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An early scale model of North Atlantic right whale Phoenix that was used to develop a life size model for the Smithsonian shows the location of scars on her mouth from entanglements with fishing gear...
Every North Atlantic right whale has a pattern of callosities unique to that individual. This distinctive pattern provides a very visual, convenient tool that researchers can use to tell one...
The rough patches of skin known as callosities occur in unique patterns on all North Atlantic right whales and help researchers identify and track individual whales. This whale is named Phoenix. More...
Stretching up to 16.8 meters (55 feet) long and weighing up to 62 tons (70 tons), the North Atlantic right whale is one of the world’s largest animals—and one of the most endangered whales...
Hear how research unfolds at sea in a tiny Zodiac surrounded by creatures that measure longer than a city bus. Playing female whale calls into the water, researcher Susan Parks suddenly finds herself...
Two North Atlantic right whales ( Eubalaena glacialis ) swim at the surface of the water. Learn more about this species in the North Atlantic Right Whale section.
A view of the injured fluke belonging to Phoenix’s mother, Stumpy. It is not known what caused this injury. It possibly could have been an entanglement. More about whales can be found in our Tale of...
This illustration shows how fishing lines attached to traps and buoys on the ocean floor present a potentially deadly hazard to North Atlantic right whales. Freeing entangled whales involves a...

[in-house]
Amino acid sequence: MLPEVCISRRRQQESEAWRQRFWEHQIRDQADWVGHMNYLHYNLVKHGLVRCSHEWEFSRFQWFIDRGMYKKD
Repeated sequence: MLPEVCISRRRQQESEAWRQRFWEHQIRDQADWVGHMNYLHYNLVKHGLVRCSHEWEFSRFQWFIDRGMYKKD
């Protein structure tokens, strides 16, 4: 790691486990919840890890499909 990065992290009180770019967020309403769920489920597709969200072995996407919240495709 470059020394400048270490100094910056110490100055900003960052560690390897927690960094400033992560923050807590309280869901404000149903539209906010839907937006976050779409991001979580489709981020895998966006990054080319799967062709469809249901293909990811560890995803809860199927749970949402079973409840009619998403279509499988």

A crew works on creating a life-size, meticulously detailed model of the North Atlantic right whale Phoenix—the “ambassador” of the Smithsonian’s Sant Ocean Hall in the National Museum of Natural...
Whalers hunted right whales for their blubber, which could be turned into oil to burn in lamps or make soap, and their baleen. Baleen is the series of fringed plates hanging in their mouths that they...
This early whale was well suited to life at sea. But it also lived on land. An ancestor of the right whale , Maiacetus lived 49-40 million years ago. It had flipper-like limbs and webbed feet, like...
Phoenix swims in George’s Bank, off the coast of New England, on March 13, 2009. More about whales can be found in our Tale of a whale featured story .
A life-size, meticulously detailed model of the North Atlantic right whale Phoenix hangs in the Smithsonian’s Sant Ocean Hall in the National Museum of Natural History, Washington, DC. More about...
The North Atlantic right whale is one of the world's largest animals, but scientists estimate that fewer than 450 remain. In the past, they were hunted for their oil and baleen; now they get tangled...
A drawing of Phoenix from the Right Whale Catalog documents her callosity pattern and other identifying marks. More about whales can be found in our Tale of a whale featured story .
The International Union for the Conservation of Nature ( IUCN ) maintains the Red List of Threatened Species , an inventory of the global conservation status of plants and animals. In a 2010 study ,...
A right whale opens its mouth wide, revealing huge plates of baleen hanging from its upper jaw. There are between 200 and 270 baleen plates on each side of a right whale's upper jaw. They work like a...
In December 2003, researchers spotted Phoenix off the coast of Florida with her second calf. More about the right whale can be found in our Tale of a Whale featured story .
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